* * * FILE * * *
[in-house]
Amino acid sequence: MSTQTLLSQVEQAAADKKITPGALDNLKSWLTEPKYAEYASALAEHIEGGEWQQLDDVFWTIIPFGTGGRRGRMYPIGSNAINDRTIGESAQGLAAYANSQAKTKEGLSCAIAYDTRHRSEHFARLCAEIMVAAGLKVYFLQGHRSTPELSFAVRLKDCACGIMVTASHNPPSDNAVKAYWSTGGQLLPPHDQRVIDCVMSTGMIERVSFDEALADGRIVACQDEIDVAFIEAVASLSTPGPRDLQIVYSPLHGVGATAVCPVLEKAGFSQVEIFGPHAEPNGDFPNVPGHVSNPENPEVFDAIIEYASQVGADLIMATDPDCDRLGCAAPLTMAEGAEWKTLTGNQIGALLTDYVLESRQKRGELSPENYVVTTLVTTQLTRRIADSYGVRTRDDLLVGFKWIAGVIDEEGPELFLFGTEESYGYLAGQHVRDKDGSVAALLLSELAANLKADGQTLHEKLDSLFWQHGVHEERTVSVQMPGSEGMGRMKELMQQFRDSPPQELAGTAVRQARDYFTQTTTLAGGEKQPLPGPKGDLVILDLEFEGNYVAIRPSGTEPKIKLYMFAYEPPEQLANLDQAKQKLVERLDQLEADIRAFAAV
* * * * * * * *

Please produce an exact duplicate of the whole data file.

[in-house]
Amino acid sequence: MSTQTLLSQVEQAAADKKITPGALDNLKSWLTEPKYAEYASALAEHIEGGEWQQLDDVFWTIIPFGTGGRRGRMYPIGSNAINDRTIGESAQGLAAYANSQAKTKEGLSCAIAYDTRHRSEHFARLCAEIMVAAGLKVYFLQGHRSTPELSFAVRLKDCACGIMVTASHNPPSDNAVKAYWSTGGQLLPPHDQRVIDCVMSTGMIERVSFDEALADGRIVACQDEIDVAFIEAVASLSTPGPRDLQIVYSPLHGVGATAVCPVLEKAGFSQVEIFGPHAEPNGDFPNVPGHVSNPENPEVFDAIIEYASQVGADLIMATDPDCDRLGCAAPLTMAEGAEWKTLTGNQIGALLTDYVLESRQKRGELSPENYVVTTLVTTQLTRRIADSYGVRTRDDLLVGFKWIAGVIDEEGPELFLFGTEESYGYLAGQHVRDKDGSVAALLLSELAANLKADGQTLHEKLDSLFWQHGVHEERTVSVQMPGSEGMGRMKELMQQFRDSPPQELAGTAVRQARDYFTQTTTLAGGEKQPLPGPKGDLVILDLEFEGNYVAIRPSGTEPKIKLYMFAYEPPEQLANLDQAKQKLVERLDQLEADIRAFAAV